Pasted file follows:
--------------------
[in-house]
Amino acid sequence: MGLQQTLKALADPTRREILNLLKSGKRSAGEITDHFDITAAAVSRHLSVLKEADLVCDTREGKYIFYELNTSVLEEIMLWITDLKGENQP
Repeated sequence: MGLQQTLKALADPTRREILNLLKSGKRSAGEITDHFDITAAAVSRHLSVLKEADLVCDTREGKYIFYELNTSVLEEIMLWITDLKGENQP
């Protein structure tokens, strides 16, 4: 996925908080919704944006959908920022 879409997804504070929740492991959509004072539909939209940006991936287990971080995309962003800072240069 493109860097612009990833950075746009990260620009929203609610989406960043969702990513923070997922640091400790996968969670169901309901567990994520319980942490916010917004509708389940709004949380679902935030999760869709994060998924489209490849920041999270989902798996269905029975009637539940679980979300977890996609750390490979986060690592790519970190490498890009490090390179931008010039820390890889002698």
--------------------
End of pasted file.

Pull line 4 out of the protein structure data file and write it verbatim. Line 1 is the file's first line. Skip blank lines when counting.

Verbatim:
């Protein structure tokens, strides 16, 4: 996925908080919704944006959908920022 879409997804504070929740492991959509004072539909939209940006991936287990971080995309962003800072240069 493109860097612009990833950075746009990260620009929203609610989406960043969702990513923070997922640091400790996968969670169901309901567990994520319980942490916010917004509708389940709004949380679902935030999760869709994060998924489209490849920041999270989902798996269905029975009637539940679980979300977890996609750390490979986060690592790519970190490498890009490090390179931008010039820390890889002698």